Self Esteem and the Deep End of the Pool

 

Question: Despite the fact that I have been successful in many areas of my life, I still have low self-esteem. What can I do about it?

 

Answer:

Low self-esteem is an issue we hear about frequently in counselling. I’ve had many clients who initially present themselves with such confidence, that you would have no idea of the fears and doubts bubbling beneath the surface. We think of self-esteem as an individual quality, but it develops through, and is sustained by, our relationships with others. We begin to build our self-esteem from the moment of birth through the countless actions, interactions, and reactions, in our daily efforts to survive our psychosocial environment. Though many of these experiences are not remembered, deep in our psyche they are added up, and their sum is the experience we call self-esteem. Fear is at the center of low self-esteem. People with higher self-esteem, are able to face their fears and take on stressful situations, without being intimidated by their own anxiety. Basically, self-esteem is about our reputation with our-self. If our self-esteem is low, we need to improve that reputation. The secret is to take on a challenge that will stress the system but not overload it. So, if you are working on your fear of water, you don’t jump into the deep end of the pool. You want to have a success, not a repeat of the problem. It has to be the right amount of stress in the right situation and at the right time. You are trying to break down the old brain circuitry around a particular fear and build a new one. My client Joe, (not his real name) is a good example of a success story.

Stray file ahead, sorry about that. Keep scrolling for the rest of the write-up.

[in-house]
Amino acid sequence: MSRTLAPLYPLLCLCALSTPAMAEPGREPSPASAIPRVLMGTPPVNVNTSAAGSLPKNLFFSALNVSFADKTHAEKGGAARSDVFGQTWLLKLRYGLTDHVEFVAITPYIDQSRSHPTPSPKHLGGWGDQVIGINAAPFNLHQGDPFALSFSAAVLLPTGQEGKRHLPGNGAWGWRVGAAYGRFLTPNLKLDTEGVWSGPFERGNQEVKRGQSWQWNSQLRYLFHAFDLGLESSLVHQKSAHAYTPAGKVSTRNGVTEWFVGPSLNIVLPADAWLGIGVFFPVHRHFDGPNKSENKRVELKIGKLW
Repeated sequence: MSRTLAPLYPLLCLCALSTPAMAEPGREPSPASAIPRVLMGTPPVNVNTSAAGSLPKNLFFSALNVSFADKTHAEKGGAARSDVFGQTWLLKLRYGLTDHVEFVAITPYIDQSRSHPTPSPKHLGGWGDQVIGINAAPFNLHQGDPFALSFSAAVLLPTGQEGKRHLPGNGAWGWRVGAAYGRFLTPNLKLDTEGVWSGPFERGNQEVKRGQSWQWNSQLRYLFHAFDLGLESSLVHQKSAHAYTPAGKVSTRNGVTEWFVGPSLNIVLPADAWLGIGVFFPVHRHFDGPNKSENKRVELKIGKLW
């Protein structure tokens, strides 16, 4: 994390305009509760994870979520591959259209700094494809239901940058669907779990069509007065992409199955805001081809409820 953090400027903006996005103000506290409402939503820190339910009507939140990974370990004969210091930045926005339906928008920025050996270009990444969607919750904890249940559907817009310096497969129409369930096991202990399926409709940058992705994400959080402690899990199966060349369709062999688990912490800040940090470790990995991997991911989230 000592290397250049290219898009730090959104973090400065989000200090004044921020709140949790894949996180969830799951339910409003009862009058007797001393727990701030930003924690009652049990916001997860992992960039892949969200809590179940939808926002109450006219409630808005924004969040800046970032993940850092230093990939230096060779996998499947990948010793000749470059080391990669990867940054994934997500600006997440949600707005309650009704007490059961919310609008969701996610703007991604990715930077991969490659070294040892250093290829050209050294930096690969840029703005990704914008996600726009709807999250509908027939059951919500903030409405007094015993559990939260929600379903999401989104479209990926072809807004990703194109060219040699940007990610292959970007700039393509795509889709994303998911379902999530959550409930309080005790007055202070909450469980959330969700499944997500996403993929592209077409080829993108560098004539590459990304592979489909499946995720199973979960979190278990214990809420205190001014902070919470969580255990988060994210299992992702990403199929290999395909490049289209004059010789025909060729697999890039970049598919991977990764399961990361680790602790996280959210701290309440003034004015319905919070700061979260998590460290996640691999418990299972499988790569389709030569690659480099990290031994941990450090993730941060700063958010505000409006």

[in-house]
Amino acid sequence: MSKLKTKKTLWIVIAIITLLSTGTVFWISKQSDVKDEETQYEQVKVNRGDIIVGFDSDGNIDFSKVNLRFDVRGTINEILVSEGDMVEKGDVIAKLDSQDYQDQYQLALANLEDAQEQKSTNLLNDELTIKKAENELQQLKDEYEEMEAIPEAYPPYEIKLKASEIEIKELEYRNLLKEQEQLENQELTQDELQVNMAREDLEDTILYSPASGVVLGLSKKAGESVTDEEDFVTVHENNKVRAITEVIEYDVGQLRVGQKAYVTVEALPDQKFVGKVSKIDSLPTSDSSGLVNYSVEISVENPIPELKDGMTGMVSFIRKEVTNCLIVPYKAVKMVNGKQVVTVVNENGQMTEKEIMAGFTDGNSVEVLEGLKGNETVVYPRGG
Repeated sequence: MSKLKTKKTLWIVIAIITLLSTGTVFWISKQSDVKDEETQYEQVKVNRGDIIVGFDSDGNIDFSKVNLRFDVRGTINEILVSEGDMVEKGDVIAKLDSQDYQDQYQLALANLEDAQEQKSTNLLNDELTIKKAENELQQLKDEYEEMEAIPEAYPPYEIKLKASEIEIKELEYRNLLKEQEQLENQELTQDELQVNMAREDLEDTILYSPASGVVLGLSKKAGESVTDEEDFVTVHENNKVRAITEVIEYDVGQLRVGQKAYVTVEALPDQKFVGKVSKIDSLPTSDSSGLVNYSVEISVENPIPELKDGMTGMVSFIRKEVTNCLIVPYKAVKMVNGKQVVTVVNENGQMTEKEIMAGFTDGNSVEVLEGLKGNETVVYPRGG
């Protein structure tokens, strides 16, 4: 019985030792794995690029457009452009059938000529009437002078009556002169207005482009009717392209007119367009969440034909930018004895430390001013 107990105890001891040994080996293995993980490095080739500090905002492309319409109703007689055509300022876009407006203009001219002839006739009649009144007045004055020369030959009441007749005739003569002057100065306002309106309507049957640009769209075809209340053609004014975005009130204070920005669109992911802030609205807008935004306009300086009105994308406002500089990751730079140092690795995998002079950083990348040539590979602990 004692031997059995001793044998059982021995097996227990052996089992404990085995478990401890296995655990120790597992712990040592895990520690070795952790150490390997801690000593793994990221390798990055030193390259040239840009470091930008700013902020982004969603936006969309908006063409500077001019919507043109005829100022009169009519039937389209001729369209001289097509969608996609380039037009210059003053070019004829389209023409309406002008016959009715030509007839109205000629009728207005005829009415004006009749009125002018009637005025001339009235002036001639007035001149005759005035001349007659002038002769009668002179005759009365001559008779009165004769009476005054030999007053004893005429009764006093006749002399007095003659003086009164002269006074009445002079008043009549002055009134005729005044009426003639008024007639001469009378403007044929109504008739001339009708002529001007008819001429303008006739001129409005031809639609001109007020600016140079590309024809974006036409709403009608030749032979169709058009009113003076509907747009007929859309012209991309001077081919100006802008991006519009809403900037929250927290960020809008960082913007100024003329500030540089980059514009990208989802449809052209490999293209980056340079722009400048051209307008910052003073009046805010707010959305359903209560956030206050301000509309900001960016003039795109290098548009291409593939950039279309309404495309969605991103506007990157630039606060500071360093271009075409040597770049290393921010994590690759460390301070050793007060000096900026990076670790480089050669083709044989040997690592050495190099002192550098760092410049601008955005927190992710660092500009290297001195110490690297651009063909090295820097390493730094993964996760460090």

Joe is the youngest of four siblings in a family that had a lot of problems. Unable to focus in school and falling behind, he dropped out in grade ten and started working. All of his siblings finished university and even though Joe was successful, he felt inferior, especially when together with the whole family. He was quick to make comparisons, and he felt inadequate and overridden in discussions. He was pretty sure that going back to school was important but he’d convinced himself that he couldn’t do it. Eventually, he took on the challenge, and with great trepidation, registered for one class. “I was scared stiff,” he said, “but I worked like a dog and I did well and as soon as I finished that course I took another one. It took me nine years to get a B.A. but it did more for my self- esteem than anything I had ever tried.”

 

Joe’s success in school gave him the courage to look at other insecurities that affected his self-esteem and he started counselling to get some coaching around his relationships. He agreed that much of how we think about ourselves begins in the early years of family experience and he was ready to look at his part in the ongoing tensions with his siblings. He had an older sister who wouldn’t let him forget that he was the youngest. “It ticks me off,” he said, “and I want to get to the place where I don’t react.”Just as with his education, Joe’s efforts with family have been about small thoughtful steps towards doing better with his own anxiety during family visits. He’s pretty sure that he’s on the road to another success, but at this point, he simply shows up, tries to be a better observer, and breathes!

 

Margaret Anne Speak, M.A., C.C.C. works with couples, individuals, and families from a Bowen Family Systems perspective at Family Services of the North Shore. Questions? Write This e-mail address is being protected from spambots. You need JavaScript enabled to view it or call 604-988-5281.